Virginia Jones September 6, 2013 at 2:55 pm

I hope you won’t mind my comments but in case members of the public aren’t sure what to feed their visiting garden hogs I thought I would just mention re the bacon rind you said you fed the hog in the video,Cat or dog meat or dry cat biscuits (not fish flavour) is more suitable for Hedgehogs. These days bacon is salty which is not good for hogs. Also the milk bottle cap would not hold enough water for a hog to drink. One thirsty adult hog can drink the entire contents of a saucer of water in one go and then come back for more.


nurturingnature September 6, 2013 at 7:20 pm

Thank you for your helpful comments Virginia. The site receives many 100’s visits every week by people wishing to know about nature.Hints, tips, etc. are valuable contributions, like yours! The original idea was to show people that the feeding station worked and not as an example of what you feed or drink quantity!! Thank you for pointing that out! The bacon rind was organic and soaked overnight in water to soften it up. In the past and as now I have gone back to my peanut butter (50% fat, 28% protein) lard, soaked raisins, a few porridge oats and a grated brazil nut, mixed with a little water to keep it all moist, placed inside a deep plastic container. The plastic bottle top, works although you are right it does not hold much water. I now have a much deeper plastic container filled with water inside the feeding station! The hedgehog gorges on the food mix and drinks the water…to date, not all of it though! Thanks for your input. George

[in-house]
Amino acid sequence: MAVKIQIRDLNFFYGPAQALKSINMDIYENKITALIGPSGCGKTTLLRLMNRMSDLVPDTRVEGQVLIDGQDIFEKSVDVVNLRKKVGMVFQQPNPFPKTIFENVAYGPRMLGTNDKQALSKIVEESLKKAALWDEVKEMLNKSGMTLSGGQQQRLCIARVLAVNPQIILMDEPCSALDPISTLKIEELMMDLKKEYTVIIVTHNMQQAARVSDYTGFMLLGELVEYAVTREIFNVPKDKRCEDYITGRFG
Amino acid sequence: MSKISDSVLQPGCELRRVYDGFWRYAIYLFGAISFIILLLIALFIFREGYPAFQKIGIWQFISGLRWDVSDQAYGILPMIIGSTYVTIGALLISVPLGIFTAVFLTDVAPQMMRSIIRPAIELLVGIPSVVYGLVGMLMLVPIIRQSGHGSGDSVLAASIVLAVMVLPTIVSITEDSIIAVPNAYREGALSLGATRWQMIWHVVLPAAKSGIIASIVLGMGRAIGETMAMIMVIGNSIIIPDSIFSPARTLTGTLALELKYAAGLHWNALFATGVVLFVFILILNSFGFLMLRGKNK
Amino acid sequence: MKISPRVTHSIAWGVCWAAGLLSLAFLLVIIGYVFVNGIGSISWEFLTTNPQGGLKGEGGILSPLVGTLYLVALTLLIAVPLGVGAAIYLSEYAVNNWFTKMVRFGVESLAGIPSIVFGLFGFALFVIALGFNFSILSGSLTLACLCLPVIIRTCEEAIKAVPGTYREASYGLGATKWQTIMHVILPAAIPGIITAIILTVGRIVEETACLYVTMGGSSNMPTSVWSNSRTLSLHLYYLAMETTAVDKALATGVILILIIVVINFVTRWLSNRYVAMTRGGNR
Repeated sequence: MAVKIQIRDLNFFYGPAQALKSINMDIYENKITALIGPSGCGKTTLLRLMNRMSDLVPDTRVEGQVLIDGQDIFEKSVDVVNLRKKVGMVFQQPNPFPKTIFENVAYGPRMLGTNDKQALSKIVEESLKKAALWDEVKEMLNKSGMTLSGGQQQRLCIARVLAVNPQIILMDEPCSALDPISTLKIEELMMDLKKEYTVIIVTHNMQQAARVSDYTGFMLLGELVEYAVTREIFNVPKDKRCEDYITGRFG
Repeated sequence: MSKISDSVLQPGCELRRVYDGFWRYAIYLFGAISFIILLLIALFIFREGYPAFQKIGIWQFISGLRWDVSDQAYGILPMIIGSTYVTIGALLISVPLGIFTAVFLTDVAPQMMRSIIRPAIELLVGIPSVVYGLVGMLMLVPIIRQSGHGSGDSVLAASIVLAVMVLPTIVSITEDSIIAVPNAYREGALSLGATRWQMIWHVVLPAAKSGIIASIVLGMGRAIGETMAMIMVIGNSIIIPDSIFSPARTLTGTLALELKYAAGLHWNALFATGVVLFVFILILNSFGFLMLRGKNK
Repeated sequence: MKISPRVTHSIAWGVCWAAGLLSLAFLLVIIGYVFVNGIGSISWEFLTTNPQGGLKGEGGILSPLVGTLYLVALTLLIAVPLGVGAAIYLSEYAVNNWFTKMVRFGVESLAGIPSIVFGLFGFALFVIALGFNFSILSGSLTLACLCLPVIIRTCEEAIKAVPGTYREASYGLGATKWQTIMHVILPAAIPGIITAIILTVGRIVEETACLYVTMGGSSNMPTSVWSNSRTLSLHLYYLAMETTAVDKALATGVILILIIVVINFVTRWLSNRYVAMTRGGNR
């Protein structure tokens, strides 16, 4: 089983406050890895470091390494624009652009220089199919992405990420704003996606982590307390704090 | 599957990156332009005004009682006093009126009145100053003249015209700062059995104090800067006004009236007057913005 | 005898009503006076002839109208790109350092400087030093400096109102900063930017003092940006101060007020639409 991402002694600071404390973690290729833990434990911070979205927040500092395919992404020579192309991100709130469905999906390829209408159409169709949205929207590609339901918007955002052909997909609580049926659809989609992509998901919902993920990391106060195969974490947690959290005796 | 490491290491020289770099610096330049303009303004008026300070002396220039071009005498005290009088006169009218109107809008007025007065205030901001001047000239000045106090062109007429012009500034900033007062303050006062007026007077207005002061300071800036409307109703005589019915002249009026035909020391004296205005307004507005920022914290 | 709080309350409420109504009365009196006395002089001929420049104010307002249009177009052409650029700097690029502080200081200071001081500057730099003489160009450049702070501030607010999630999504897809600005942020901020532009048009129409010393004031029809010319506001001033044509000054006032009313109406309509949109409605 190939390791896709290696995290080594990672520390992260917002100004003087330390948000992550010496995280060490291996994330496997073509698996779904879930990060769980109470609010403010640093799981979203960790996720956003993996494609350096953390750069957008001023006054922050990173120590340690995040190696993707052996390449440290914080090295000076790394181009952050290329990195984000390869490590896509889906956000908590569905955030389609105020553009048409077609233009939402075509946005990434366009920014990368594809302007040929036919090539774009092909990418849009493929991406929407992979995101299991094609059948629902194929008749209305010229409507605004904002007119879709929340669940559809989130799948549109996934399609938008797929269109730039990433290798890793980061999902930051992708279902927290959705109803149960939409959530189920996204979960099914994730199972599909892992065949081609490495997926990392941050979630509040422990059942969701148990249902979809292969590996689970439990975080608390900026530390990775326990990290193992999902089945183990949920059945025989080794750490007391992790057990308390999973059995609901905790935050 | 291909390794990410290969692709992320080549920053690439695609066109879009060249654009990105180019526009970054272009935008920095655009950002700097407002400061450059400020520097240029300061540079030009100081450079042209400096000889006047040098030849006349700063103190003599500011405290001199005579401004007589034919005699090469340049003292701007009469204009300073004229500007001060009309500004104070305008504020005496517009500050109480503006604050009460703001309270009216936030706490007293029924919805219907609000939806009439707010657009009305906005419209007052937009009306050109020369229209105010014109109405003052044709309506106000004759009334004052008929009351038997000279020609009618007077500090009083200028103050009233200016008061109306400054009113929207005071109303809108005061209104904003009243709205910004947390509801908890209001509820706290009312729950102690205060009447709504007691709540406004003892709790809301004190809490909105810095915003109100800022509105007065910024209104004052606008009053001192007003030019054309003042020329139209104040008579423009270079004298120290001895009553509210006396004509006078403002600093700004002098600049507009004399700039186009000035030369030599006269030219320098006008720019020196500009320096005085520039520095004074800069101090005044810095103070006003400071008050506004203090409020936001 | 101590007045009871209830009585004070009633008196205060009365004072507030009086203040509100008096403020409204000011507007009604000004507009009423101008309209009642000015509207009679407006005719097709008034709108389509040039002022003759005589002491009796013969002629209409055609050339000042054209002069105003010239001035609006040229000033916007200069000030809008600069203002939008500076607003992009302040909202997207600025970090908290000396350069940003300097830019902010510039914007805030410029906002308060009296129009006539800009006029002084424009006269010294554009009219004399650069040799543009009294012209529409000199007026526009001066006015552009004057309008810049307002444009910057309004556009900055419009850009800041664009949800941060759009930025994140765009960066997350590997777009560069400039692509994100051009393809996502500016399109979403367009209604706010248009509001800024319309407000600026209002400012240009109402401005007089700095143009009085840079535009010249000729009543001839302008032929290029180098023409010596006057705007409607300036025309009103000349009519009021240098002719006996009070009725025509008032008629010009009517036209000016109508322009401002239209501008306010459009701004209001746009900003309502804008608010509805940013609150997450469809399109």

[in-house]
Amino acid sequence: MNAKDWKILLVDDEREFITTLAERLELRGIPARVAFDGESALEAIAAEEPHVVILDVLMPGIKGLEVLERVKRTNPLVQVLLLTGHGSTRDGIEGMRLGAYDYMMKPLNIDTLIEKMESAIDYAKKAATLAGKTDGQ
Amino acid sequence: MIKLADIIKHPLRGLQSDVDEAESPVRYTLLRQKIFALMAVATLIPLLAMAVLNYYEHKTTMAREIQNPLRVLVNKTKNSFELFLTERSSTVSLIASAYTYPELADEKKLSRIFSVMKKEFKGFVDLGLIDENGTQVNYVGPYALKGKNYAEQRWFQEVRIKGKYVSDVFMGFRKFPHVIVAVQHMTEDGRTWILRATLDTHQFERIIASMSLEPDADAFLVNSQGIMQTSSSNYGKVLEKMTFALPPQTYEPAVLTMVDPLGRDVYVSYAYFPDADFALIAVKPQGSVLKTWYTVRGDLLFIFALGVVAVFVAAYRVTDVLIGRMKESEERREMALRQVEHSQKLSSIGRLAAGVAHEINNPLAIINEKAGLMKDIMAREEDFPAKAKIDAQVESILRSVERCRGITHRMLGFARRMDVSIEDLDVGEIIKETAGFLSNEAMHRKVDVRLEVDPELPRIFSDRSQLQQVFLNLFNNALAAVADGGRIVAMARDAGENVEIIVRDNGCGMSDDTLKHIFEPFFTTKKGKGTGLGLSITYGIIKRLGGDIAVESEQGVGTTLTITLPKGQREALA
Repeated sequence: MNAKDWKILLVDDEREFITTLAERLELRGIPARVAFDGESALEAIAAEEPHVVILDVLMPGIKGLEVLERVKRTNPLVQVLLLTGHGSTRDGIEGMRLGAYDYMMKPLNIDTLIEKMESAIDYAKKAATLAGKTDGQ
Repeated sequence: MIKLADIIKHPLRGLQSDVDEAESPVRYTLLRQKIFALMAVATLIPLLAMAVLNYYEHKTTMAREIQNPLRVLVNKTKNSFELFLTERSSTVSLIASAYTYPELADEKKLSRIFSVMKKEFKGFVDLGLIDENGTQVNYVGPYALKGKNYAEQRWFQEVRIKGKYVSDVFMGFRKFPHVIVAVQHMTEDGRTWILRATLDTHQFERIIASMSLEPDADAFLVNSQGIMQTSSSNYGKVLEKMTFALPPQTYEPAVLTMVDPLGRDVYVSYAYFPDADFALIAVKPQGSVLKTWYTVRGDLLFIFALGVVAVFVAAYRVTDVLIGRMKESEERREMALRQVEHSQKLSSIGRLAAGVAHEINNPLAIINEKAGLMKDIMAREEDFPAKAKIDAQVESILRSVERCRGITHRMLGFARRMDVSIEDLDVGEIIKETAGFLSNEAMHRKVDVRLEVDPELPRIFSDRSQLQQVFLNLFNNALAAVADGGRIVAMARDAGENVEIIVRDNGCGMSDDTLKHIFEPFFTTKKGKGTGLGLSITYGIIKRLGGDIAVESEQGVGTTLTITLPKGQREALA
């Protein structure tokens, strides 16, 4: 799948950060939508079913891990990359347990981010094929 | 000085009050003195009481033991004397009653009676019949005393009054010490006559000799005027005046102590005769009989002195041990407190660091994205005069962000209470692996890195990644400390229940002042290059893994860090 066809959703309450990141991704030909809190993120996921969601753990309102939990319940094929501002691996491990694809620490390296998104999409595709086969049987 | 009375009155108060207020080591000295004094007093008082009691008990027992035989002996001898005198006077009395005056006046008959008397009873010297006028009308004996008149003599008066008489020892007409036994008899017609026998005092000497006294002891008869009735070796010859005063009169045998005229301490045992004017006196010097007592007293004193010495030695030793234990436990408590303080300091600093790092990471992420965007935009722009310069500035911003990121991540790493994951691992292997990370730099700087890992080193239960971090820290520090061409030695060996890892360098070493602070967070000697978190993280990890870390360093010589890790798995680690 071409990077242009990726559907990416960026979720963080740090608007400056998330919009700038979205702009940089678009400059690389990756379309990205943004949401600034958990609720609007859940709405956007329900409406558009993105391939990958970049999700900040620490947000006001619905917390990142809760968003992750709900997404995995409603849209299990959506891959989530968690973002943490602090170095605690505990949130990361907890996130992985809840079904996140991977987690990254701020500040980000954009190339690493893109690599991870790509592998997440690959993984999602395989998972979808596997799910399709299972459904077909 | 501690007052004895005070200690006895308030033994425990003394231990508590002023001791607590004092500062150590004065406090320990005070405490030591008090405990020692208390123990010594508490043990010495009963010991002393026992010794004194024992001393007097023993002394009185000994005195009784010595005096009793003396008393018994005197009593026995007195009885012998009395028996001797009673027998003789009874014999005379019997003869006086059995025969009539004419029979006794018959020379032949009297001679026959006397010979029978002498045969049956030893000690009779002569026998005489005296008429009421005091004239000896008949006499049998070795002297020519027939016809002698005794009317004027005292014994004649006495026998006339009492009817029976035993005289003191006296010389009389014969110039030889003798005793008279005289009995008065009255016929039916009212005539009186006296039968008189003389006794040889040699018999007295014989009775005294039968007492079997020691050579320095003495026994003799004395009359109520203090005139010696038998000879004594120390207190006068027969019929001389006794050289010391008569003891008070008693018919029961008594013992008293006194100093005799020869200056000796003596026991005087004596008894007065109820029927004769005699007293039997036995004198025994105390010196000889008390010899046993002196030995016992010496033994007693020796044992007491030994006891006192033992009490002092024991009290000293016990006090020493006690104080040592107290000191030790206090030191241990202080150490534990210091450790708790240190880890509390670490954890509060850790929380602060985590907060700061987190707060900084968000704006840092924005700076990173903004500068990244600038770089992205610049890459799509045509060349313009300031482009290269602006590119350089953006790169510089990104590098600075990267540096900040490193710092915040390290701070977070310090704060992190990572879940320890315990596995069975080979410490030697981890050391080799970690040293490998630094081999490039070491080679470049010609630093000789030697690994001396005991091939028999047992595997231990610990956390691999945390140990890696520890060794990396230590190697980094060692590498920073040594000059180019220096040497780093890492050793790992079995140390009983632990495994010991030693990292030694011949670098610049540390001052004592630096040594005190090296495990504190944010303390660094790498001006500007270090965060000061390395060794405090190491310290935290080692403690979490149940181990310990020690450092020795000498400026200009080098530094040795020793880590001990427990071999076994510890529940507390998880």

marian morrison September 2, 2013 at 10:10 pm

Just been for our last night walk with our dogs and rescued a small hog almost in the gutter of the main road in our village so with sleeves over wrists carried it in the pitch dark to our churchyard where hopefully it will remain happy amongst the gravestones!!! Would have preferred it in our garden but not happy with the stream so close.



nurturingnature September 3, 2013 at 10:45 am

Marian, it will need to be fed and fatten up for hibernation….quickly! Hedgehogs can swim…. http://www.youtube.com/watch?v=Sd5jNzW_sOU so I would not be too worried about the stream….:-) George


Judith Noble September 18, 2014 at 5:48 pm

What a great video, just what I want to do. I have a hog visiting most nights at different times. I started with a small saucer with commercial food and the first night the hog competed for feed with a large slug. I then changed to something less easy to access. this is now being raided by cats and magpies. any ideas to foil these raiders. Does your station foil the robbers or are they not a problem with you?


nurturingnature September 19, 2014 at 7:57 pm

Hi Judith, other than small kittens, cats have been kept out of the feeding station in my garden, which is exactly why I designed it after several prototypes. Unfortunately slugs do get in!! If you are interested in buying one for your hog, please get back to me. Kind Regards, George


Leave a Comment

Previous post:

Next post: